Higher standards often means new thinking.
Like our new Pre-Mixed Bicelle Products.

Determining the structure of a membrane protein often requires the use of many orthogonal crystallization methods. Of the membrane protein structures determined by X-ray crystallography in 2015, the majority were determined by vapor diffusion, followed by lipidic cubic phase, and lastly bicelle crystallization (61%, 35%, 4%, respectively - see February 2016 newsletter). Vapor diffusion experiments are typically carried out in detergent micelles, which form a taurus around the transmembrane region of the protein and allow for type II crystal packing. Lipidic cubic phase crystallization, first described in 1996(1), utilize a continuous lipid (typically monoolein) bilayer, and allow for the formation of type I crystals. Membrane proteins reconstituted into bicelles typically crystallize with type I packing.
Bicelles as a tool for membrane protein biochemistry were first described in 1990(2), and studies showing the functionality of a reconstituted membrane protein in bicelles came from the lab of Chuck Sanders (Vanderbilt University) in 2000(3). Two years later marked the first time bicelles were utilized in membrane protein crystallization with the structure of bacteriorhodopsin(4).
Bicelles are formed by the mixing of a phospholipid and a detergent at specific ratios, and have very unique temperature dependent phase properties which are useful for crystallization experiments (2, 5, 6, 7). The phospholipid typically used to form bicelles is DMPC (1,2-dimyristoyl-sn-glycero-3-phosphocholineD514), while the most commonly used detergent is CHAPSO (3-([3-cholamidopropyl]dimethylammonio)-2-hydroxy-1-propanesulfonateC317); however DHPC (1,2-Dihexanoyl-sn-Glycero-3-Phosphocholine - D606) has also been used. The ratio of phospholipid to detergent in bicelle mixtures can vary, but the most commonly used ratio is 2.8:1. At lower temperatures, bicelles mixtures are liquid, and can easily be manipulated with pipettes or liquid handling robots, while at higher temperatures, the bicelles form a clear gel.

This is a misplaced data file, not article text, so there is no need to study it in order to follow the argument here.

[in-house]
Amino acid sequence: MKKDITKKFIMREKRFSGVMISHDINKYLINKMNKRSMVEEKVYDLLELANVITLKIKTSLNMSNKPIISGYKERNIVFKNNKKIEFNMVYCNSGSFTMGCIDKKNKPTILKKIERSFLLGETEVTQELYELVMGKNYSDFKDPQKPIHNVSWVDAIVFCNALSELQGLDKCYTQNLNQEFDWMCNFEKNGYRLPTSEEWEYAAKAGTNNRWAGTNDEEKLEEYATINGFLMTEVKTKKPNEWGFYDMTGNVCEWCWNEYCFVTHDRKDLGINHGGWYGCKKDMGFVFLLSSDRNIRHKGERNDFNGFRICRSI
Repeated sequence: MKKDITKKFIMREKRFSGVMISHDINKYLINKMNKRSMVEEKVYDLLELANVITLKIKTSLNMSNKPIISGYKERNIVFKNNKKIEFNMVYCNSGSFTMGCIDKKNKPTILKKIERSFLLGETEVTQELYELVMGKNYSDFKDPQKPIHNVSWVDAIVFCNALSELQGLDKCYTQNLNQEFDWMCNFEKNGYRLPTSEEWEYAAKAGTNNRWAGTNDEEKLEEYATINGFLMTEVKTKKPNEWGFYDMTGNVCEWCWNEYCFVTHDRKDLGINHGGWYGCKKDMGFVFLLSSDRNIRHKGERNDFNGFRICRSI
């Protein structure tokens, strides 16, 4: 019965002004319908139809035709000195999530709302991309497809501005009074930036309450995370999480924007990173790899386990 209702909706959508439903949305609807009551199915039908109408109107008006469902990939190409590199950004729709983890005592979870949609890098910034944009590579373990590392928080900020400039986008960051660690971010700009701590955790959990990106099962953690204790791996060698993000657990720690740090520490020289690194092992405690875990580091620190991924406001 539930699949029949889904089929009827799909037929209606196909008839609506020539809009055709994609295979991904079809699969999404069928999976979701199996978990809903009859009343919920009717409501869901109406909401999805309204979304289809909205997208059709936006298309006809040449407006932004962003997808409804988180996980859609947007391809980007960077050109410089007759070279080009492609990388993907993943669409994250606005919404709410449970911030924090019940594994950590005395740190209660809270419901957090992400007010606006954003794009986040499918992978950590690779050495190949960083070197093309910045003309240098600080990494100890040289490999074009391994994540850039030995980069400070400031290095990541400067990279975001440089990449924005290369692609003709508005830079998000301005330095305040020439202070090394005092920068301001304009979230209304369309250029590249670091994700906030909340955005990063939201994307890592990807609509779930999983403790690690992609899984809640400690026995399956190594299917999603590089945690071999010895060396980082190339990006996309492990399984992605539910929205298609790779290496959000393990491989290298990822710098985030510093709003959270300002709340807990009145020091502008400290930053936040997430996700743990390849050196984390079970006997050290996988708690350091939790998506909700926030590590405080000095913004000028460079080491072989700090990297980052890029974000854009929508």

In total, over twenty membrane protein structures, from most major functional classes have been determined from bicelles (see the table below for a selection of structures determined from bicelles – data adapted from(5)).  

PDB ID Year Protein Class Bicelle Composition Ref.
1KME 2002 Bacteriorhodopsin GPCR 8% DMPC:CHAPSO (4)
2R4R   2007 ß2 Adrenergic Receptor GPCR 8.3% DMPC:CHAPSO (8)
3EMN 2008 VDAC ß-barrel 7% DMPC:CHAPSO (9)
2XTV 2011 Rhomboid Protease Enzyme 2% DMPC:CHAPSO (10)
3USG 2012 LeuT Enzyme 7% DMPC:CHAPSO (11)
4P02 2014 Cellulose Synthase Enzyme 5.7% DMPC:CHAPS (12)
4RY2 2015 PCAT ABC Transporter 7% DMPC:CHAPSO (13)
5EK0 2015 NAv1.7 Sodium Channel Channel DMPC:CHAPSO (14)

In order to provide options for bicelle crystallization, Anatrace is excited to offer pre-mixed bicelle solutions of the two most commonly used lipid – detergent combinations. Anatrace pre-mixed bicelles are available as 250 µl of 30% stock solutions of either 2.8:1 DMPC:CHAPSO (D606:C317 BIC MIX 0.25 ML) or 2.8:1 DMPC:DHPC (D606:D514 BIC MIX 0.25 ML).  For initial crystallization screening, we recommend screening between 5% - 8% bicelles. To reconstitute a protein into bicelles, protein is mixed with the bicelle solution in a 4:1 ratio(7). For example, to create 100 µl of a 5% protein-bicelle mixture, the 30% stock bicelle solution is first diluted with H2O to 25% (16.7 µl 30% bicelles + 3.3 µl H2O = 20 µl 25% bicelles), and then added to 80 µl of concentrated protein solution. The reconstituted protein in bicelles can then be used to setup crystallization experiments in either hanging drop, sitting drop, or the Microlytic Crystal Former plates. A full protocol for protein reconstitution and crystallization will be available on the bicelles product page on the Anatrace website.


1)    Landau, E. M. and Rosenbusch, J. P. (1996) PNAS 93(25), 14532-14535.
2)    Sanders, C. R. and Prestegard, J. H. (1990) Biophysical Journal 58(2)447-460.
3)    Czerski, L. and Sanders, C. R. (2000) Analytical Biochemistry 284(2), 327-333.
4)    Faham, S. and Bowie, J. U. (2002) J. Mol. Biol. 316(1), 1-6.
5)    Poulos, S. et al. (2015) Methods in Enzymology 557, 393-416.
6)    Kimble-Hill, A. C. (2013) Front. Biol. 8(3), 261-272.
7)    Agah, S. and Faham, S. (2012) Methods in Molecular Biology 914, 3-16.
8)    Rasmussen, S. G., et al. (2007) Nature 450(7168), 383-387.
9)    Ujwal, R., et al. (2008) PNAS USA 105(46), 17742-17747.
10)  Vinothkumar, K. R. (2011) J. Mol. Biol. 407(2), 232-247.
11)  Wang, H., Elferich, J., and Gouaux, E. (2012) NSMB 19(2), 212-219.
12)  Morgan, J. L., McNamara, J. T., and Zimmer, J. (2014) NSMB 21(5), 489-496.
13)  Lin, D. Y., Huang, S., and Chen, J. (2015) Nature 523(7561), 425-430.
14)  Ahuja, S., et al. (2015) Science 350(6267), 1491.